You’re our first priority.
We believe everyone should be able to make financial decisions with confidence. And while our site doesn’t feature every company or financial product available on the market, we’re proud that the guidance we offer, the information we provide and the tools we create are objective, independent, straightforward — and free.
So how do we make money? Our partners compensate us. This may influence which products we review and write about (and where those products appear on the site), but it in no way affects our recommendations or advice, which are grounded in thousands of hours of research. Our partners cannot pay us to guarantee favorable reviews of their products or services.
Rabbi Chuck Diamond, center, a former Rabbi at the Tree of Life Synagogue, hugs a woman after leading a Shabbat service outside the Tree of Life Synagogue, Saturday, Nov. 3, 2018 in Pittsburgh. Last Saturday, 11 people were killed and six wounded when their worship was interrupted by a gunman’s bullets. (AP Photo/Gene J. Puskar)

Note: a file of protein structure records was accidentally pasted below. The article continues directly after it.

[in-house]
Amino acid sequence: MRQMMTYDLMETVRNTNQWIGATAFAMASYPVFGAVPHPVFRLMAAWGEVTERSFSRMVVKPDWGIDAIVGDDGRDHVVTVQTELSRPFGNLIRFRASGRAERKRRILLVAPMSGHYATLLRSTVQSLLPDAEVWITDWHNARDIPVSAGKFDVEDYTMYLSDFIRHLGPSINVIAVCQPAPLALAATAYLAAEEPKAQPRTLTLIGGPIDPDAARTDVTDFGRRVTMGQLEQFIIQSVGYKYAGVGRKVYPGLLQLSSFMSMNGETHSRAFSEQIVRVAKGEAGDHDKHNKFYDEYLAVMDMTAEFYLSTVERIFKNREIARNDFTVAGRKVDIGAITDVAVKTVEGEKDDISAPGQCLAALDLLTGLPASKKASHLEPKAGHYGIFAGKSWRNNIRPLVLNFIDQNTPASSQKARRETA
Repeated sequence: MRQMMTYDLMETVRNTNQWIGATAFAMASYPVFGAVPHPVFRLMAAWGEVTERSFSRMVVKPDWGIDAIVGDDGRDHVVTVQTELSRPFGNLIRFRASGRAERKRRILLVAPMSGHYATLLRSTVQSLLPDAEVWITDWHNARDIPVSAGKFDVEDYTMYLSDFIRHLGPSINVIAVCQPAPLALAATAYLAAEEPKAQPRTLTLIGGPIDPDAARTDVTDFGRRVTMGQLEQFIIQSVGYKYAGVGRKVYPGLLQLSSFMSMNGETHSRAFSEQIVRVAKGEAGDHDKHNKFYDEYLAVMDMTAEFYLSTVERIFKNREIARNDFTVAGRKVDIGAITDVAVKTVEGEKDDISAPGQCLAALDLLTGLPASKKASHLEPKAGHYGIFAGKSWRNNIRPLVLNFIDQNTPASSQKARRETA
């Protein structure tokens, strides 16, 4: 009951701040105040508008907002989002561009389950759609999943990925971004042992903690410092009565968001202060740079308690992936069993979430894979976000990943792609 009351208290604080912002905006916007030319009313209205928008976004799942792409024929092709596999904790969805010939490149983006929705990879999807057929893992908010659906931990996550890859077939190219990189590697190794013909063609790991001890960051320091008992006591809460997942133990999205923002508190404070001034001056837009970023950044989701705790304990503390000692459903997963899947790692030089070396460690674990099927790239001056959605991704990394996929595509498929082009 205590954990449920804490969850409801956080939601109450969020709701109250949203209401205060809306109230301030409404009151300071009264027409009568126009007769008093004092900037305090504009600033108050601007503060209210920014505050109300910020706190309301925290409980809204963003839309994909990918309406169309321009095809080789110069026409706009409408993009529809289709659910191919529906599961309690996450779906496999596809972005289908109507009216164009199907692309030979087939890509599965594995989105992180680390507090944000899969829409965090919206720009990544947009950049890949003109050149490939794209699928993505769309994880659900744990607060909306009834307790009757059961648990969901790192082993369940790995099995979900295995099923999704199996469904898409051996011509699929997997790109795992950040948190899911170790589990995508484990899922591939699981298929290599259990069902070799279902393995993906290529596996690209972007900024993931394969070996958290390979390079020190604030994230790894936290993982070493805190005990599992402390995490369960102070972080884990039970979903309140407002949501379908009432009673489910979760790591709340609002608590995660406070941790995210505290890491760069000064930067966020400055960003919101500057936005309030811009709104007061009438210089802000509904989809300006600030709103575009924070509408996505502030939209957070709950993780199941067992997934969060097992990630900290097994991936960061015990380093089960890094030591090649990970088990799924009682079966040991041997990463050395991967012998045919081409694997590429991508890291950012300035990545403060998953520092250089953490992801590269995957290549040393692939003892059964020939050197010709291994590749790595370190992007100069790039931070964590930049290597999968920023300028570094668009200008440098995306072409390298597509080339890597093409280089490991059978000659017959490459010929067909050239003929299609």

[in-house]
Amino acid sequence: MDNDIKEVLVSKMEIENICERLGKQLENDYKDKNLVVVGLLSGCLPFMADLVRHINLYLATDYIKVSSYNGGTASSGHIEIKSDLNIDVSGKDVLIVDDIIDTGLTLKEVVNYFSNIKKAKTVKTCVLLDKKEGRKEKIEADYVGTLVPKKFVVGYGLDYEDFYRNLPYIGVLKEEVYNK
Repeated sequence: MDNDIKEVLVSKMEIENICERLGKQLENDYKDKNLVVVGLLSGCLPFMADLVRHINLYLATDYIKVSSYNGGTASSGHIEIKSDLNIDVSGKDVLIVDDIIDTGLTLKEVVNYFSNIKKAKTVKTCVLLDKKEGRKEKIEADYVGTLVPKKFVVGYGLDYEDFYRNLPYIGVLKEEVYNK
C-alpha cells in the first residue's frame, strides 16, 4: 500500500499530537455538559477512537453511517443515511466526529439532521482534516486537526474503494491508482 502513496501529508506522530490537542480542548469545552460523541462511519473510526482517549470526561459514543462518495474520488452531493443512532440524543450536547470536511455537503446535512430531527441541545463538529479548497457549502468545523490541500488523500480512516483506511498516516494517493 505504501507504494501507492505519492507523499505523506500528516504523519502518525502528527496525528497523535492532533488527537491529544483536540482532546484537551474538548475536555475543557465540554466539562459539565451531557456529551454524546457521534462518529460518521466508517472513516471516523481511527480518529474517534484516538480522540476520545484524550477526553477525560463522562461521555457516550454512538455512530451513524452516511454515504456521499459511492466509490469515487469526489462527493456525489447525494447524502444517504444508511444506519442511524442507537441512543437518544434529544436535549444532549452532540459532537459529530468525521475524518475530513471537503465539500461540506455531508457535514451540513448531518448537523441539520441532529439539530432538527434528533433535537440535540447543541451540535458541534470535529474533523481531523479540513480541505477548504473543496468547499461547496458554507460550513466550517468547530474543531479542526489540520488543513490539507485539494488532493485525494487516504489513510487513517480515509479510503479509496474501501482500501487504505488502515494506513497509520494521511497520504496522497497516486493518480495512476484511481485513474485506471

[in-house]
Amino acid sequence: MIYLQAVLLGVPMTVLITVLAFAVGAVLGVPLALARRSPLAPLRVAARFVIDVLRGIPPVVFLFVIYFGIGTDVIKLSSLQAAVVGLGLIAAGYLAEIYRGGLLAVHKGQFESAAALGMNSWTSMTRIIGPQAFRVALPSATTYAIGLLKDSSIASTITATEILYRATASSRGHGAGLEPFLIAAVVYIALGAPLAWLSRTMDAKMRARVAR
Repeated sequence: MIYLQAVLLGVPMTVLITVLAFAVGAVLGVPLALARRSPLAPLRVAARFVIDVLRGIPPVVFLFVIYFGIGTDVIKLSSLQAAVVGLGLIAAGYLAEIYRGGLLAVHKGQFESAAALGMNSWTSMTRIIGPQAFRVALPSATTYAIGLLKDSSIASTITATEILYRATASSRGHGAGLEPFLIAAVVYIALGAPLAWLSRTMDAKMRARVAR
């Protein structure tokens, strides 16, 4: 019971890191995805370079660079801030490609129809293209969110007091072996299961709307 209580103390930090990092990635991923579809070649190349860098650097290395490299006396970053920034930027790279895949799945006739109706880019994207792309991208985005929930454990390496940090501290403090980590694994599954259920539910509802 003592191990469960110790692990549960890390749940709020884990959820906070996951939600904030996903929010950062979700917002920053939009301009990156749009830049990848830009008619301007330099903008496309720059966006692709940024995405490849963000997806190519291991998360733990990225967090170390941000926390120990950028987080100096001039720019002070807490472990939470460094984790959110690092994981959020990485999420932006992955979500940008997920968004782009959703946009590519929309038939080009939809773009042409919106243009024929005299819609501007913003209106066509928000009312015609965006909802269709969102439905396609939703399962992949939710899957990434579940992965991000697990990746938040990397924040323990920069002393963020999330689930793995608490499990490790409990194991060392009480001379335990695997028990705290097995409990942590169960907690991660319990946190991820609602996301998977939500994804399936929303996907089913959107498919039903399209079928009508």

PITTSBURGH (AP) — About 100 people gathered in a cold drizzle for what was called a “healing service” outside the Pittsburgh synagogue that was the scene of a mass shooting a week ago.
Former Tree of Life rabbi Chuck Diamond led Saturday morning’s 45-minute service, which featured prayers, songs and poetry. The Rev. Lee Clark, a retired Presbyterian pastor from the Pittsburgh area, led a short prayer.
People stood with umbrellas, some weeping, mothers hugging children and couples leaning on each other.
The gunman entered Tree of Life just as Shabbat services were beginning and started shooting, killing 11 people and wounding six others in the deadliest attack on Jews in U.S. history.
Suspect Robert Bowers pleaded not guilty Thursday to federal hate crime charges. He could face the death penalty.